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    RECIPE: July 4th Blondies

    Before taking off for the holiday weekend, we share this delicious recipe for red, white and blue blondies from King Arthur Flour.

    Well, they’re sort of red white and blue, if you count the beige blondie as the white color.

    Otherwise, we have an addition to suggest:

  • White chocolate chips
  • Mini marshmallows
  •  
     
    RECIPE: RED, WHITE & BLUE BLONDIES FOR JULY 4TH

    Ingredients

  • 8 tablespoons (1/2 cup) unsalted butter
  • 1 cup sugar
  • 1 teaspoon vanilla extract
  • 2 large eggs
  • 1 cup unbleached all-purpose flour
  • 1/4 teaspoon baking powder
  • 1/4 teaspoon salt
  • 1/2 cup fresh (preferred) or frozen blueberries†
  • 1/2 cup fresh (preferred) or frozen raspberries†
  • Optional: 1/3 cup white chocolate chips or marshmallows (see *note below)
  •  
    Preparation

    1. PREHEAT the oven to 350°F. Grease an 8-inch square pan, line it with parchment paper or foil, and grease the paper or foil.

    2. MELT the butter and sugar together. Add the vanilla and let the mixture cool to lukewarm.

    3. MIX in the eggs, one at a time. Stir in the flour, baking powder and salt. Mix until combined, then fold in the berries.

    4. SCOOP the batter into the prepared pan, and bake for 30 to 35 minutes if using fresh berries; 35 to 40 minutes for frozen berries, until the edges of the bars just begin to pull away from the pan.

    5. REMOVE from the oven and cool for 20 minutes before lifting carefully out of the pan (see “tips,” below) and setting on a rack to cool completely.

    6. STORE, refrigerated, for up to 1 week.
     
     
    TIP FOR CUTTING THE BARS FROM THE BAKERS AT KING ARTHUR FLOUR

    Cutting bar cookies in the pan can be cumbersome. Solve the problem by lining our bar pans with parchment before baking, with the extra paper coming up the long sides of a 9″ x 13″ pan. Secure the paper to the pan with metal spring clips.

    After the bars are baked and cooled, free up the short ends with a dull knife or bowl scraper. Unclip the paper and use it to lift the bars up and out of the pan to a cutting board, where they’re much easier to portion neatly.

     

    July 4th Dessert - Blondies
    [1] Red, white and blue blondies (recipe and photo © King Arthur Flour).

    Dandies Mini Marshmallows
    [2] Dandies mini marshmallows have a bonus: They’re vegan. Check out all the varieties of Dandies (photo © Chicago Vegan Foods).

    White Chocolate Chips
    [3] Guittard’s white chocolate chips (photo © Lake Champlain Chocolate).

     
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    *NOTE: If you are using chips or marshmallows, change the portion of blueberries and raspberries to 1/3 and 1/3, respectively.

    †Using fresh berries rather than frozen will keep the berries from shedding their juice. The juice from frozen berries can make bars look muddy.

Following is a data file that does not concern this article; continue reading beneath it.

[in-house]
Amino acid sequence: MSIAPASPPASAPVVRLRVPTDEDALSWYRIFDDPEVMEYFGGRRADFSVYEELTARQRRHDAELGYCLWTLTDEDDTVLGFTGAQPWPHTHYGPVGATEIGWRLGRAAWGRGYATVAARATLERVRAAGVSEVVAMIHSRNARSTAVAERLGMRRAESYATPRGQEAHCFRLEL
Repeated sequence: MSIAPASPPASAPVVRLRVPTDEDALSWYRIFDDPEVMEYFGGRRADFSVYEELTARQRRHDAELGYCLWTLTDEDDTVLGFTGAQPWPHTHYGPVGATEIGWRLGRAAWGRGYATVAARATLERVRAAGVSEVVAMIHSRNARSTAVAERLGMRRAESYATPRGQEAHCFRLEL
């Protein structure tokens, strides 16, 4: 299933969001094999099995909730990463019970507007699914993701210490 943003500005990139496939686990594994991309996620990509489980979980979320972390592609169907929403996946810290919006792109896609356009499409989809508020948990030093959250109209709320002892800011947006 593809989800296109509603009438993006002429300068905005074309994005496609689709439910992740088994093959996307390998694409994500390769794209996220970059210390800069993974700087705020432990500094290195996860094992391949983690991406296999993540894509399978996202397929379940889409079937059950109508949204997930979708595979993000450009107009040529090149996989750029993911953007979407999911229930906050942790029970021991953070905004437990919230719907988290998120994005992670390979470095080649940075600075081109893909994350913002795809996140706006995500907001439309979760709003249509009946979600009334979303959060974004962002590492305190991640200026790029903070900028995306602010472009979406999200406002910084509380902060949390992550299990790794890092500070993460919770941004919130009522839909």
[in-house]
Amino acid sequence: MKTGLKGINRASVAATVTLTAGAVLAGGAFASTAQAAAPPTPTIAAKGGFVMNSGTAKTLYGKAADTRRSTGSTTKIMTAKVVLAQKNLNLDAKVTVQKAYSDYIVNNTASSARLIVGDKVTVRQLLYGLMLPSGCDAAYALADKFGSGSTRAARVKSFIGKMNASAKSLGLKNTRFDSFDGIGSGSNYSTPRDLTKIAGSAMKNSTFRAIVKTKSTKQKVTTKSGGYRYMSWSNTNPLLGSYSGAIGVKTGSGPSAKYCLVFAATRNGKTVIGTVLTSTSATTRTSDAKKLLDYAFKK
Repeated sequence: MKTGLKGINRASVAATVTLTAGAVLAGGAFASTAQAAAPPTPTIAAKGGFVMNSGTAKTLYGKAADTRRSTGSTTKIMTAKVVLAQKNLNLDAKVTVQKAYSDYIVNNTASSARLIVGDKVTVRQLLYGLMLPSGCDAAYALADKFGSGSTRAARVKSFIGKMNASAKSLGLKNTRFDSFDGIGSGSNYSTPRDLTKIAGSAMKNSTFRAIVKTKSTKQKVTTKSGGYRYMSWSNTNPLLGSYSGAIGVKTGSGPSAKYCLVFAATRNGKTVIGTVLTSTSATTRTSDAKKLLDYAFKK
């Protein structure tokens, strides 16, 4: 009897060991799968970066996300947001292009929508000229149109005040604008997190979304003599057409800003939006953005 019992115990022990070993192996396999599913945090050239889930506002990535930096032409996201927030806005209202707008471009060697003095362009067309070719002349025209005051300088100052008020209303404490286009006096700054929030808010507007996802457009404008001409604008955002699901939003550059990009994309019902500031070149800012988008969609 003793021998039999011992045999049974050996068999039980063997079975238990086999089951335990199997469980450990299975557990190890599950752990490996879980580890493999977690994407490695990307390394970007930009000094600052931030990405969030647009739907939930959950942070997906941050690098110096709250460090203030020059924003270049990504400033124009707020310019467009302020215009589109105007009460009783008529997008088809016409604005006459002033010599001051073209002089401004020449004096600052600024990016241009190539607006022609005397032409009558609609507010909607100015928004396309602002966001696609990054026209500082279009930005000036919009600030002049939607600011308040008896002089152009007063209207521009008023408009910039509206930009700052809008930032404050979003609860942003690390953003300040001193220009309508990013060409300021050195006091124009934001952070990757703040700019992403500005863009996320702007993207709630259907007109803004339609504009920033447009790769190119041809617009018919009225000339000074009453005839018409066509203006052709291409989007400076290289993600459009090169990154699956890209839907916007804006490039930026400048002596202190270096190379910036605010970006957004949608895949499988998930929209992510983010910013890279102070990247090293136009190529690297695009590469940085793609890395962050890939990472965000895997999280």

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    RECIPE: Red, White & Blue Cocktail

    Red White & Blue Cocktail
    [1] It’s red, white, blue and crunchy, for lovers of crushed ice drinks (photo © Due West | NYC).

    Worthy Park Estate Overproof Rum
    [2] Due West used this rum in the drink. It’s 126 proof! We stuck with the 80 proof (photo © Worthy Park Estate).

     

    When Due West, a popular gastropub in the West Village neighborhood of Manhattan, sent us this photo (#1), we had to have one ASAP.

    We couldn’t get downtown to Due West, so ran to the corner supermarket and bought pomegranate juice (we had all the other ingredients on hand). We dragged our ice crusher from the back of the cupboard and set to work.

    All of the crushed ice turns this red, white and blue charmer into a frozen drink: perfect for a hot summer day.

    Try it yourself, for a festive Fourth. After the weekend, you can play with the recipe. We’re thinking Aperol on the bottom and blood orange juice on top.
     
     
    RECIPE: RED, WHITE & DUE

    Ingredients Per Drink

  • 1.5 ounces rum*
  • .5 ounce banana liqueur
  • .25 ounce blue Curaçao
  • .5 ounce lime juice
  • .25 ounce pomegranate or hibiscus juice
  • Crushed ice
  •  
    Preparation

    1. ADD the blue Curaçao to a collins glass. Then fill with crushed ice.

    2. SHAKE the rum, banana liqueur and lime juice together. Carefully strain over the ice.

    3. PACK the glass with more crushed ice and slowly pour the pomegranate/hibiscus juice on top.

    4. CELEBRATE responsibly.

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    *Due used Worthy Park Rum Bar Overproof Rum (photo #2). That’s 63% A.B.V., or 126 proof. Whew. Overproof rum is used to raise the alcohol content in a drink. We’ll stick with conventional rum, 40% A.B.V., 80 proof, thank you very much.